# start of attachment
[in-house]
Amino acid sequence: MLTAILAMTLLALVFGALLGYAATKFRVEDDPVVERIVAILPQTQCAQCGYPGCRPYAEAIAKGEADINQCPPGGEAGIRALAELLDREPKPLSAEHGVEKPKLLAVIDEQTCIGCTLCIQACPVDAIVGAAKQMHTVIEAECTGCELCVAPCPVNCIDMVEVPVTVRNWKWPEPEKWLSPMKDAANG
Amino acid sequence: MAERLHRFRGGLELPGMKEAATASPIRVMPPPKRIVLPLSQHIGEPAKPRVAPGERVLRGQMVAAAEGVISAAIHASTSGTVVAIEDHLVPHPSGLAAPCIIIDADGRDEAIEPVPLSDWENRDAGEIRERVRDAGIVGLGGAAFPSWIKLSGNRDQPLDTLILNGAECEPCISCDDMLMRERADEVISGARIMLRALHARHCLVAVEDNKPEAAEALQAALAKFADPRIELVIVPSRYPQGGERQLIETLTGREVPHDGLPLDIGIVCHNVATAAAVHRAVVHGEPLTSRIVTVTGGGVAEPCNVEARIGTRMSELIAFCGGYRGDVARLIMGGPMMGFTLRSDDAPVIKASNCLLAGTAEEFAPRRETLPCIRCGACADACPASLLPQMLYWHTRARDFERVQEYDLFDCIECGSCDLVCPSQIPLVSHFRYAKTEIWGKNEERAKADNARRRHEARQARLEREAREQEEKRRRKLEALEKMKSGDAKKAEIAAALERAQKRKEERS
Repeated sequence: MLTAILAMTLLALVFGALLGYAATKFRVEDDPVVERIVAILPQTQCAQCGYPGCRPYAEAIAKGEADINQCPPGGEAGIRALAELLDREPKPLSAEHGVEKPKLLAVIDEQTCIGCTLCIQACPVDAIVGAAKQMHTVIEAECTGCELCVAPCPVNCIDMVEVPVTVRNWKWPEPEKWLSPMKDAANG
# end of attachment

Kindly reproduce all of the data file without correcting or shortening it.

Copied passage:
[in-house]
Amino acid sequence: MLTAILAMTLLALVFGALLGYAATKFRVEDDPVVERIVAILPQTQCAQCGYPGCRPYAEAIAKGEADINQCPPGGEAGIRALAELLDREPKPLSAEHGVEKPKLLAVIDEQTCIGCTLCIQACPVDAIVGAAKQMHTVIEAECTGCELCVAPCPVNCIDMVEVPVTVRNWKWPEPEKWLSPMKDAANG
Amino acid sequence: MAERLHRFRGGLELPGMKEAATASPIRVMPPPKRIVLPLSQHIGEPAKPRVAPGERVLRGQMVAAAEGVISAAIHASTSGTVVAIEDHLVPHPSGLAAPCIIIDADGRDEAIEPVPLSDWENRDAGEIRERVRDAGIVGLGGAAFPSWIKLSGNRDQPLDTLILNGAECEPCISCDDMLMRERADEVISGARIMLRALHARHCLVAVEDNKPEAAEALQAALAKFADPRIELVIVPSRYPQGGERQLIETLTGREVPHDGLPLDIGIVCHNVATAAAVHRAVVHGEPLTSRIVTVTGGGVAEPCNVEARIGTRMSELIAFCGGYRGDVARLIMGGPMMGFTLRSDDAPVIKASNCLLAGTAEEFAPRRETLPCIRCGACADACPASLLPQMLYWHTRARDFERVQEYDLFDCIECGSCDLVCPSQIPLVSHFRYAKTEIWGKNEERAKADNARRRHEARQARLEREAREQEEKRRRKLEALEKMKSGDAKKAEIAAALERAQKRKEERS
Repeated sequence: MLTAILAMTLLALVFGALLGYAATKFRVEDDPVVERIVAILPQTQCAQCGYPGCRPYAEAIAKGEADINQCPPGGEAGIRALAELLDREPKPLSAEHGVEKPKLLAVIDEQTCIGCTLCIQACPVDAIVGAAKQMHTVIEAECTGCELCVAPCPVNCIDMVEVPVTVRNWKWPEPEKWLSPMKDAANG